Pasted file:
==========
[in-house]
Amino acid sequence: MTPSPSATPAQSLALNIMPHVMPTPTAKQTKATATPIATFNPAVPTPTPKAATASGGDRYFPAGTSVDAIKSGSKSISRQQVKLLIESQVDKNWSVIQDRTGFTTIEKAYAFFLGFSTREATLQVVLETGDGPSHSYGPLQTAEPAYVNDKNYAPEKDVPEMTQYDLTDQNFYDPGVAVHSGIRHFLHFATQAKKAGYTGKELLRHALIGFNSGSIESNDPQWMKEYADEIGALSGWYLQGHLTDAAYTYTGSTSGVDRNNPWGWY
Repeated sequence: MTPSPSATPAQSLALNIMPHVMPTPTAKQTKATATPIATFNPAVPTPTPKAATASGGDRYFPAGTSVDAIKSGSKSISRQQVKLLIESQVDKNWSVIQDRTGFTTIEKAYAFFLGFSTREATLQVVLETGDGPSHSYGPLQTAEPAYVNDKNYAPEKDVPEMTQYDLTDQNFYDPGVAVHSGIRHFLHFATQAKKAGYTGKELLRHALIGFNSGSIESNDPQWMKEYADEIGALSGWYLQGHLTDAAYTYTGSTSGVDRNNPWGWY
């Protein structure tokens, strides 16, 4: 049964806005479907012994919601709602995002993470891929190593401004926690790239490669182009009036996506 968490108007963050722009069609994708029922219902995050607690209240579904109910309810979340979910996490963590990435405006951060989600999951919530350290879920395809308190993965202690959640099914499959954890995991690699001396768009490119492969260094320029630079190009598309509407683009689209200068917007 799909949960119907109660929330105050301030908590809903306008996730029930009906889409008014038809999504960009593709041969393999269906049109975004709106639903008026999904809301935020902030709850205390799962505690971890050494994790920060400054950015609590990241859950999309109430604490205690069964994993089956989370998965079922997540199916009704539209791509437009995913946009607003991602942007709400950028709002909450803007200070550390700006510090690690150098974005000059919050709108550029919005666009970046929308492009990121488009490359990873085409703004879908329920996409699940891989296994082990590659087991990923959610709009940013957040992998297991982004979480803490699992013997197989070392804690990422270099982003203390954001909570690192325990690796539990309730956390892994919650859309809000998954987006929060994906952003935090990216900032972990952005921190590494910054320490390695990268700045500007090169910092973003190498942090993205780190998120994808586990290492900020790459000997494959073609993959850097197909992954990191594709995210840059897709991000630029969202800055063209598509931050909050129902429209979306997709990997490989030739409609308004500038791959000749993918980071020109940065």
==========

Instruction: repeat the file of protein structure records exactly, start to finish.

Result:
[in-house]
Amino acid sequence: MTPSPSATPAQSLALNIMPHVMPTPTAKQTKATATPIATFNPAVPTPTPKAATASGGDRYFPAGTSVDAIKSGSKSISRQQVKLLIESQVDKNWSVIQDRTGFTTIEKAYAFFLGFSTREATLQVVLETGDGPSHSYGPLQTAEPAYVNDKNYAPEKDVPEMTQYDLTDQNFYDPGVAVHSGIRHFLHFATQAKKAGYTGKELLRHALIGFNSGSIESNDPQWMKEYADEIGALSGWYLQGHLTDAAYTYTGSTSGVDRNNPWGWY
Repeated sequence: MTPSPSATPAQSLALNIMPHVMPTPTAKQTKATATPIATFNPAVPTPTPKAATASGGDRYFPAGTSVDAIKSGSKSISRQQVKLLIESQVDKNWSVIQDRTGFTTIEKAYAFFLGFSTREATLQVVLETGDGPSHSYGPLQTAEPAYVNDKNYAPEKDVPEMTQYDLTDQNFYDPGVAVHSGIRHFLHFATQAKKAGYTGKELLRHALIGFNSGSIESNDPQWMKEYADEIGALSGWYLQGHLTDAAYTYTGSTSGVDRNNPWGWY
């Protein structure tokens, strides 16, 4: 049964806005479907012994919601709602995002993470891929190593401004926690790239490669182009009036996506 968490108007963050722009069609994708029922219902995050607690209240579904109910309810979340979910996490963590990435405006951060989600999951919530350290879920395809308190993965202690959640099914499959954890995991690699001396768009490119492969260094320029630079190009598309509407683009689209200068917007 799909949960119907109660929330105050301030908590809903306008996730029930009906889409008014038809999504960009593709041969393999269906049109975004709106639903008026999904809301935020902030709850205390799962505690971890050494994790920060400054950015609590990241859950999309109430604490205690069964994993089956989370998965079922997540199916009704539209791509437009995913946009607003991602942007709400950028709002909450803007200070550390700006510090690690150098974005000059919050709108550029919005666009970046929308492009990121488009490359990873085409703004879908329920996409699940891989296994082990590659087991990923959610709009940013957040992998297991982004979480803490699992013997197989070392804690990422270099982003203390954001909570690192325990690796539990309730956390892994919650859309809000998954987006929060994906952003935090990216900032972990952005921190590494910054320490390695990268700045500007090169910092973003190498942090993205780190998120994808586990290492900020790459000997494959073609993959850097197909992954990191594709995210840059897709991000630029969202800055063209598509931050909050129902429209979306997709990997490989030739409609308004500038791959000749993918980071020109940065």